(2015-10-27) The Mozambican and South African governments are working to ensure that the main border post between the two countries, at Ressano Garcia, will operate 24 hours a day.
The decision was taken last week in the talks between delegations headed by Mozambican President Filipe Nyusi and his South African counterpart, Jacob Zuma, during Nyusi’s state visit to South Africa.
The border post is normally open between 06.00 and 24.00 – however, at peak periods, such as the Christmas and New Year holiday period it opens for 24 hours a day.
A further measure to ease movement between the two countries is the decision taken, at the first meeting of the Mozambique-South Africa Binational Commission, to extend the time during which citizens of one country can remain in the other without an entry visa from 30 to 90 days.
Nyusi told a meeting with members of the Mozambican community in South Africa that these measures should take effect as from June next year. He said that the measures taken by the Binational Commission open a new cycle of cooperation with South Africa, as a strategic partner of Mozambique.
A representative of the Mozambican Interior Ministry told the meeting that, as part of the government’s attempts to respond to concerns of Mozambicans living in the diaspora, since February 33,555 travel documents and about 3,000 biometric identity cards have been issued to Mozambican citizens in South Africa.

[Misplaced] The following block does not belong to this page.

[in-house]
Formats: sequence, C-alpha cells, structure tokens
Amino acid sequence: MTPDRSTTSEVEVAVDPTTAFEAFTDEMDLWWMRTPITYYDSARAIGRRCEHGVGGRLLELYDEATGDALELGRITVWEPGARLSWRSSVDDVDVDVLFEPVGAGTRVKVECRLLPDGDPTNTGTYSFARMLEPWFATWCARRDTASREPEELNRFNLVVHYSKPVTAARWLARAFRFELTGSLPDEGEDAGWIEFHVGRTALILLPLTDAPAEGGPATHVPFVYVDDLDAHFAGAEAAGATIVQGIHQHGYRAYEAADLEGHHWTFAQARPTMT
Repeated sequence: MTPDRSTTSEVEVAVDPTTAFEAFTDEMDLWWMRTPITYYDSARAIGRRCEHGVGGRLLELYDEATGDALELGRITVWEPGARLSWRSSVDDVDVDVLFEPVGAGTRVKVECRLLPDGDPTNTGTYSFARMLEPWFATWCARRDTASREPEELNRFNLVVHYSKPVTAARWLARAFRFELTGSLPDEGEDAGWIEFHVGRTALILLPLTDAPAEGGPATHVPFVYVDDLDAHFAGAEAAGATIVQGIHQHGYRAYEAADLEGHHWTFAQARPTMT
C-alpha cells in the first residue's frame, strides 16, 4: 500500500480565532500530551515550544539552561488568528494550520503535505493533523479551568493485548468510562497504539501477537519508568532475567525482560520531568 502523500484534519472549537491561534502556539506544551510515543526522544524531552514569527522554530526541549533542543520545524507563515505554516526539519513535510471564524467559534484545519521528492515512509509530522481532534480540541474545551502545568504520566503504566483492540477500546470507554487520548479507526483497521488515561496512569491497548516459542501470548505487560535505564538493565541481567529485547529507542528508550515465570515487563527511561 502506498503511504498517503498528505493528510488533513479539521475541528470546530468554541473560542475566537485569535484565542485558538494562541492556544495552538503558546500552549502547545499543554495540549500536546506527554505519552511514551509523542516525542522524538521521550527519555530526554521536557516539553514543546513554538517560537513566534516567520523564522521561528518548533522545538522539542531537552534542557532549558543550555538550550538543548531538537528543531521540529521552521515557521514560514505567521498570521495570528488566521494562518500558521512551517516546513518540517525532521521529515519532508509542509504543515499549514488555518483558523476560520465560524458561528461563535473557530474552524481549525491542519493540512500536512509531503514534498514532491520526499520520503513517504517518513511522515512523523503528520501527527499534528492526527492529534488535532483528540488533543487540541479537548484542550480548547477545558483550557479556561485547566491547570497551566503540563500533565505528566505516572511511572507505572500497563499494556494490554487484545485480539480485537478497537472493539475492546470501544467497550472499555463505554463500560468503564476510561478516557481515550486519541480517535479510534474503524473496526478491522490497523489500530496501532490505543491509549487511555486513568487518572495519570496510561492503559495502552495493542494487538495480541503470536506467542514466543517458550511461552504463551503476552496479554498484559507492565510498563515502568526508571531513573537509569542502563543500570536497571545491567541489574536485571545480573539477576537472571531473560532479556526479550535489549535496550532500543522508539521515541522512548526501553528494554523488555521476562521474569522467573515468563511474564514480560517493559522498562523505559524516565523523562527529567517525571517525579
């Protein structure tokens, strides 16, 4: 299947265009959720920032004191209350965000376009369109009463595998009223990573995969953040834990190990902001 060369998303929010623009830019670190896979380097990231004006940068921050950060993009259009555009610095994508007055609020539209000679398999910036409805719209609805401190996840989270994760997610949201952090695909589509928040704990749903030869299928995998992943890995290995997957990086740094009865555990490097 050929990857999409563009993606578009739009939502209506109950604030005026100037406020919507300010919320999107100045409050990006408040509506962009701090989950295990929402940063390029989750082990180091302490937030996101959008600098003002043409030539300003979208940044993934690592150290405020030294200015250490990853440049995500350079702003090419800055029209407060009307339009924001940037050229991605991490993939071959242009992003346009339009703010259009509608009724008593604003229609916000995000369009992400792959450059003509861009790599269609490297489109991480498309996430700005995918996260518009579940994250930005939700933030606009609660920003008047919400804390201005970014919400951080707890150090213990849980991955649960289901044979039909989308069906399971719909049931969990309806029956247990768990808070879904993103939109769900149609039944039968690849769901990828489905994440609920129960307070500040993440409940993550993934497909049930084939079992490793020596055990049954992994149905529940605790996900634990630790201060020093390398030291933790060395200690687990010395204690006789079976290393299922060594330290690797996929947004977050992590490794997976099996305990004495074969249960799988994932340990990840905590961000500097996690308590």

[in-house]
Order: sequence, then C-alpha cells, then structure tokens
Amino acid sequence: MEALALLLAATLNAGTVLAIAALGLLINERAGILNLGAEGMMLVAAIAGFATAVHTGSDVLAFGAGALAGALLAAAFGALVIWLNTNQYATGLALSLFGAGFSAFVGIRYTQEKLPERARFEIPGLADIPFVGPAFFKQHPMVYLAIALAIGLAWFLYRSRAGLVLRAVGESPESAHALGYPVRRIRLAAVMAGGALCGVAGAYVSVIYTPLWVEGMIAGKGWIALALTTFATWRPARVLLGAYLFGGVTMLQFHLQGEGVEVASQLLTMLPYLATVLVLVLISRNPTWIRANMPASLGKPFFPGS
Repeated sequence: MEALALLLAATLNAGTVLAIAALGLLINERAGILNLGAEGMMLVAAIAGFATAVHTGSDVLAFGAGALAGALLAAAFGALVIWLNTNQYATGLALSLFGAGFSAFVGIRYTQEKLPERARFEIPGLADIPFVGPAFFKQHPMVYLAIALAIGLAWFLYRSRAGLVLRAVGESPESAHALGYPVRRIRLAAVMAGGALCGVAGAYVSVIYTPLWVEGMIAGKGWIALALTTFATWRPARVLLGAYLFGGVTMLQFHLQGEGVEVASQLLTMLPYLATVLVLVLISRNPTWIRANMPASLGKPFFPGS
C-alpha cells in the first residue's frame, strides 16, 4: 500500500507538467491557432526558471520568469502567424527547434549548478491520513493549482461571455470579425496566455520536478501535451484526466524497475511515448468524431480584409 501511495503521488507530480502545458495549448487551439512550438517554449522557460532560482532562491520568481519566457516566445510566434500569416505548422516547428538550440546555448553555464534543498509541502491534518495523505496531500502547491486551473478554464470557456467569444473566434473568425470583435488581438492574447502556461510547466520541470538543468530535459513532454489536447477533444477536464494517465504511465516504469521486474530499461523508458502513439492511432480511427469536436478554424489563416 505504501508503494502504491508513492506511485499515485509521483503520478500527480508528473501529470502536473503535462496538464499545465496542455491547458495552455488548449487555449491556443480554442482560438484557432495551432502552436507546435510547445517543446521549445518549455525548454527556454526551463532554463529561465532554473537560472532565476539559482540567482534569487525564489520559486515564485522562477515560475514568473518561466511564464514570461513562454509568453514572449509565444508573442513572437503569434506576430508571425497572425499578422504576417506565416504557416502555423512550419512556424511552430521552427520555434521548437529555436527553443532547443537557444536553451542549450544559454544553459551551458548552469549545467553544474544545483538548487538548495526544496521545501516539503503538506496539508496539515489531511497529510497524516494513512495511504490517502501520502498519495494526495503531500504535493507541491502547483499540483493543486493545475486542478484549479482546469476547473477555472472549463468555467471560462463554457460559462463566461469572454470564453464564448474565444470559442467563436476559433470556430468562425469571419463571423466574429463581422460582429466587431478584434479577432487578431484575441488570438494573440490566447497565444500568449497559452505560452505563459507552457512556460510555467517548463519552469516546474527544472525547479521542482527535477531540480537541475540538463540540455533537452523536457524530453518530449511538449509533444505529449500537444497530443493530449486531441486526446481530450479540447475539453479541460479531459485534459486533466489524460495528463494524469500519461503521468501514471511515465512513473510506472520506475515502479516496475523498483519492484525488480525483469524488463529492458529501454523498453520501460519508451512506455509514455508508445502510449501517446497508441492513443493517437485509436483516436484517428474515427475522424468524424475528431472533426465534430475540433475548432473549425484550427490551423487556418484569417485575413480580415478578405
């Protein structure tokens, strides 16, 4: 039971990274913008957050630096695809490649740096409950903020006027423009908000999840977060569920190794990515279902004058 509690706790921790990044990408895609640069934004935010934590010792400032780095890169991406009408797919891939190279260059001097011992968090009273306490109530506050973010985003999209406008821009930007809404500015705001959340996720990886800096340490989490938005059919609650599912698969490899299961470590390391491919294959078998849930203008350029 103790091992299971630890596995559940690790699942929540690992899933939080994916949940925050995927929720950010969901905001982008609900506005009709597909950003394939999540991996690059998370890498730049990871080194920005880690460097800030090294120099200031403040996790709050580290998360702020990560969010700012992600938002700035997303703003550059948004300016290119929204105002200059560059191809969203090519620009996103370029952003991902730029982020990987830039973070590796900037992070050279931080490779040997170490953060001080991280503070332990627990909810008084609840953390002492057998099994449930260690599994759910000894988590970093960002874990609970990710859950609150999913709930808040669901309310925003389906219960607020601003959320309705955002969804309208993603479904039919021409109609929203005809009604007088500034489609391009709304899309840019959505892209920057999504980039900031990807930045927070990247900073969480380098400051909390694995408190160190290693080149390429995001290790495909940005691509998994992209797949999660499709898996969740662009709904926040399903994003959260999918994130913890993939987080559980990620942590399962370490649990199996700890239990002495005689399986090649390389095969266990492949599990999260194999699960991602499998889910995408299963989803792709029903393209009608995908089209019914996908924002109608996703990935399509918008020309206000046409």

Foreign Minister Oldemiro Baloi said that it was not the Mozambican or the South African government that had decided to do away with the emergency travel documents or the old-style passports, and blamed this on “an international decision”.
“Nowhere in the world, not even in Mozambique, are documents accepted that are not biometric”, he claimed. He urged all Mozambicans living in South Africa to apply for biometric passports and identity cards through the brigades which the government has sent to South Africa.
Apart from the question of documentation, migrants who spoke at the meeting complained of the pensions paid to Mozambican miners on the South African mines after they retire, and of the unfavorable rand/metical exchange rate used for the deferred wages they pick up when they return to Mozambique. They also complained of the harassment they face from some Mozambican customs officials and police, particularly during the festive season.
Nyusi replied that the question of the exchange rate is being dealt with by the banks to ensure that Mozambicans in South Africa are not treated unfairly. As for the police, he stressed “the police exist to help citizens, not to inconvenience them”.
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